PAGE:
Biomimicry design means taking inspiration from nature, developing ideas based on the living structures, and implementing them into the design. Ants may have the answer to traffic jams, geckos may make humans walk up the walls. The science of applying nature in furniture design sustainably could potentially solve human problems.
Inspiration can be found in plants, animals, the ocean, and land. Biomimicry can be used as a design method, for what nature has to offer. The instruction of nature such as tree anatomy and branches, the spotted pattern on a leopard, the repetition of waves, and the colour palette in autumn contribute significantly to the development of furniture design. Methods derived from nature have concrete scientific data in compliance with design principles. Using this method as an inspiration in furniture design facilitates the process of decision-making and trial and error.
Applied biomimicry can be inspired in three ways or a combination of all three: form, processes, and systems. A natural object contains basic geometric that can be used as a subject matter in design. Form - for example, if a water droplet is a spherical shape, the furniture designer can refine the water droplet shape into a perfect spherical chair. The spherical shape is fun, playful, and flexible; imagine a futuristic sphere chair with no internal structure that can be vacuum-packed for efficient shipping. It will surely be a sustainable furniture design solution. Processes - furniture designer mimicking the pufferfish inflating and deflating as the expandable mechanism in furniture to utilize space better. Pieces of furniture that are designed based on this biomimicry concept are convertibles and multifunctional. Lastly, Systems – such as building wall systems that mimic the homeostatic in an organism, help to regulate the internal condition of the building.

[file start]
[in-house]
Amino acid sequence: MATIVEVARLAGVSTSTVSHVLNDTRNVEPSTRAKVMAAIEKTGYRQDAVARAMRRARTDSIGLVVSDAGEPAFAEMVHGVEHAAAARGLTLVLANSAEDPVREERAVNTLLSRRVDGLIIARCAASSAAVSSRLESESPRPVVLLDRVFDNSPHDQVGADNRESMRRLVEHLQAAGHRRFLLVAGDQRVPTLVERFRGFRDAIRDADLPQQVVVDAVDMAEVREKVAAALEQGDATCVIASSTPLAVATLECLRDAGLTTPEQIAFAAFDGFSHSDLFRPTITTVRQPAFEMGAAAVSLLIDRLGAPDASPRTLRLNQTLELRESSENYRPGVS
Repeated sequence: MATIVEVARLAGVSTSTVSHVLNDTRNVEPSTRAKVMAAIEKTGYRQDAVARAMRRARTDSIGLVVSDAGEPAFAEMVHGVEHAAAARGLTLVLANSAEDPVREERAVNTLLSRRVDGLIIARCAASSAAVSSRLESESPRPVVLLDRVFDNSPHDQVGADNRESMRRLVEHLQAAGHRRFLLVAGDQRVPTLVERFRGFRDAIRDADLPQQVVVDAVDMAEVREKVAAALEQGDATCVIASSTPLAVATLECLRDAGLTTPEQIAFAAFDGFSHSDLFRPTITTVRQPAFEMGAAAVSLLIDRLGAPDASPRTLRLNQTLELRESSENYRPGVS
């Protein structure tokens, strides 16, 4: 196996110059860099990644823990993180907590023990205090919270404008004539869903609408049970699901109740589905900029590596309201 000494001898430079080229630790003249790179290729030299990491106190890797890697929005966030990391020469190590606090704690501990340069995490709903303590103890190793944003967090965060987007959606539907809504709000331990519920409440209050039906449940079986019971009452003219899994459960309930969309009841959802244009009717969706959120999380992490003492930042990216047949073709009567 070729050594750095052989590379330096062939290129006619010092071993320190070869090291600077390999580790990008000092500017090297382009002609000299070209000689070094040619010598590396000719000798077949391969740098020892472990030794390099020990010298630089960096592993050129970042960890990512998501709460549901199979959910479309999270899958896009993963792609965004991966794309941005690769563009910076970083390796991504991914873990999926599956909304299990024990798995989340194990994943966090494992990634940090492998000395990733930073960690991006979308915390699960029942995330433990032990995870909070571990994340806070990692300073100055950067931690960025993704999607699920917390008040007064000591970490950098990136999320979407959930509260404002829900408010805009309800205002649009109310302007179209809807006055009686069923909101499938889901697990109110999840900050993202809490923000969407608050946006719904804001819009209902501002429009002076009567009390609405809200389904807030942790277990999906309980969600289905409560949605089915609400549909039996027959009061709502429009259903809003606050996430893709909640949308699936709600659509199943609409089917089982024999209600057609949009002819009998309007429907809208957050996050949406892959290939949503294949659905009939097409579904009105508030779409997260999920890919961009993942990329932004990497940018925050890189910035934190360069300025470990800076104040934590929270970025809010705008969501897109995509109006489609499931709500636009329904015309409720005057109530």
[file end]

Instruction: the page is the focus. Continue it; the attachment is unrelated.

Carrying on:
The idea of biomimicry helps designers to create a healthier and more sustainable planet that will have a positive impact on the future of the environment. Rethinking furniture can be constructed to perform the same functions a natural ecosystem does, furniture designers can create an interior environment that saves resources, energy, and cost. In nature, nothing is single-purpose. For example, the ocean regulates the earth’s system, absorbs carbon dioxide and it is home to many creatures. Imagine furniture surfaces and structures that could accomplish multiple functions with one simple design.
Although the science of biomimicry is not fully recognized, the ultimate goal of imitating nature makes it a green solution for furniture design. In the next decade, nature’s sustainable designs and the application of its design principles will be widely used in the human-built world. For instance, Janine Benyus and her team designed the world’s largest commercial carpet line inspired by random pattern formation in nature, this design innovation brings a new “nature” within a building to foster a more sustainable human experience and existence.
With the impending threats of climate change, tangible goods need a massive sustainability makeover. Nature’s design principles – infusing biomimicry into the design process, emulating the inherent performance properties that nature has evolved, are the answer to all sustainable design. The analogies between nature and furniture will deliver new perspectives toward innovation in furniture and design.